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U.S. Drought Monitor Update for May 22, 2018

Photo of storm clouds over the Everglades in Florida
Courtesy of Pixabay.com

According to the May 22, 2018, U.S. Drought Monitor, moderate to exceptional drought covers 26.7% of the contiguous United States, a decrease from last week’s 28.3%. Extreme and exceptional drought—the worst categories—also contracted slightly to cover 9.4% of the Lower 48, down from 9.5% last week.

Like the previous two weeks, a broad-scale ridge in the upper atmosphere continued to dominate the weather over the contiguous United States during this U.S. Drought Monitor week, bringing another week of above-normal temperatures to much of the country. Upper-level weather systems slogged through the ridge, dragging fronts along with them which generally stalled out across the middle of the Lower 48, while the main storm track mostly stayed to the north in Canada.

A large and moist weather system, which originated over the Gulf of Mexico, slowly moved across the Southeast then up the East Coast, dumping several inches of rain across the eastern drought and abnormally dry areas. Two Pacific weather systems slowly moved across the country, leaving behind above-normal precipitation in parts of the West, Great Plains, and Midwest.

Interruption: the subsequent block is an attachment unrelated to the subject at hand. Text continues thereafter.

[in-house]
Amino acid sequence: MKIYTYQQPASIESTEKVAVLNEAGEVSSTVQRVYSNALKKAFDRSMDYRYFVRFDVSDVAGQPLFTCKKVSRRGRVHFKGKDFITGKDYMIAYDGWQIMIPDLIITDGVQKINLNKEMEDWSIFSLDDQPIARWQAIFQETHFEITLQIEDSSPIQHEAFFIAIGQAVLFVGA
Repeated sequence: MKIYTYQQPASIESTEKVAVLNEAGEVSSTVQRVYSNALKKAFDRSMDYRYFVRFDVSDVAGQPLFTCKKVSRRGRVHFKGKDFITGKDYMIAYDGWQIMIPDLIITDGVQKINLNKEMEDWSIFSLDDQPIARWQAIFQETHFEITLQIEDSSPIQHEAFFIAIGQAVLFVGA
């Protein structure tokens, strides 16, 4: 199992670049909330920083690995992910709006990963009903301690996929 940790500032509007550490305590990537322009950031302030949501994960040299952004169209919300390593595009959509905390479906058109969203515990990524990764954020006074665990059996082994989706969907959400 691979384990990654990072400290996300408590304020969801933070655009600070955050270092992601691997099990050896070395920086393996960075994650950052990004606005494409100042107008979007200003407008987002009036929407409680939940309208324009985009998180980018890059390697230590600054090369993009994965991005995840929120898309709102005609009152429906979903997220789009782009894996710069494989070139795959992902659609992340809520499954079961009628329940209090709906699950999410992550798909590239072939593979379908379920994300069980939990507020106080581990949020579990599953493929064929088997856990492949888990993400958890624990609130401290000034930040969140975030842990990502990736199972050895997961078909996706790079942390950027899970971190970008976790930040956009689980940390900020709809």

These weather systems missed other parts of the country, with the week ending up drier than normal across much of the coastal West, Southwest, Lower Mississippi Valley, Upper Mississippi Valley, and parts of northern New England. As a result, drought and abnormal dryness contracted in the Southeast, Mid-Atlantic, and parts of the Plains, while it expanded or intensified in parts of the West, Mississippi Valley, and other parts of the Plains.

Abnormal dryness and drought are currently affecting nearly 83 million people across the United States—about 26.6% of the country’s population.

Map of U.S. drought conditions for May 22, 2018

The full U.S. Drought Monitor weekly update is available from Drought.gov.

In addition to Drought.gov, you can find further information on the current drought as well as on this week’s Drought Monitor update at the National Drought Mitigation Center. See their recent news releases.

The most recent U.S. Drought Outlook is available from NOAA’s Climate Prediction Center and the U.S. Department of Agriculture provides information about the drought’s influence on crops and livestock.

For additional drought information, follow #DroughtMonitor on Facebook and Twitter.

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